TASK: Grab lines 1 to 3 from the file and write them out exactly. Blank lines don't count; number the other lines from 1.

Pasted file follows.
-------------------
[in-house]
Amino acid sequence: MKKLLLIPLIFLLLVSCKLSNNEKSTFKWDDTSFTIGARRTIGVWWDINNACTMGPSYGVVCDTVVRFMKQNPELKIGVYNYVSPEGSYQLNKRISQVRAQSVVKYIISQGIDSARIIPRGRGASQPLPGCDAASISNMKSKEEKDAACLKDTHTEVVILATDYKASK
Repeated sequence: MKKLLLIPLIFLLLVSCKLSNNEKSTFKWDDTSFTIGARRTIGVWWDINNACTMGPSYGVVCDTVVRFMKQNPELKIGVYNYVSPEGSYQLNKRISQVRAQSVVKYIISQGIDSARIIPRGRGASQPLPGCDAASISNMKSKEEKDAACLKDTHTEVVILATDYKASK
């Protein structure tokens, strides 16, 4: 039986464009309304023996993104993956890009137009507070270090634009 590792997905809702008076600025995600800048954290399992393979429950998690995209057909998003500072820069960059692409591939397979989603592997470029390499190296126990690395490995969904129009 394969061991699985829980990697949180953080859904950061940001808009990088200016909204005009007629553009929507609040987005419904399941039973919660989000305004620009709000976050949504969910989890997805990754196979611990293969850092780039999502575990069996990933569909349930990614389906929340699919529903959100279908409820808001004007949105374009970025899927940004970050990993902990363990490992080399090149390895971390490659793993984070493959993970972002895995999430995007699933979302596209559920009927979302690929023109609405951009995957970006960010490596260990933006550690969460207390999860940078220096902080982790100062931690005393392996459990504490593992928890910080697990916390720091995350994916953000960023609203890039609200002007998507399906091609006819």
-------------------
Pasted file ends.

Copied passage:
[in-house]
Amino acid sequence: MKKLLLIPLIFLLLVSCKLSNNEKSTFKWDDTSFTIGARRTIGVWWDINNACTMGPSYGVVCDTVVRFMKQNPELKIGVYNYVSPEGSYQLNKRISQVRAQSVVKYIISQGIDSARIIPRGRGASQPLPGCDAASISNMKSKEEKDAACLKDTHTEVVILATDYKASK
Repeated sequence: MKKLLLIPLIFLLLVSCKLSNNEKSTFKWDDTSFTIGARRTIGVWWDINNACTMGPSYGVVCDTVVRFMKQNPELKIGVYNYVSPEGSYQLNKRISQVRAQSVVKYIISQGIDSARIIPRGRGASQPLPGCDAASISNMKSKEEKDAACLKDTHTEVVILATDYKASK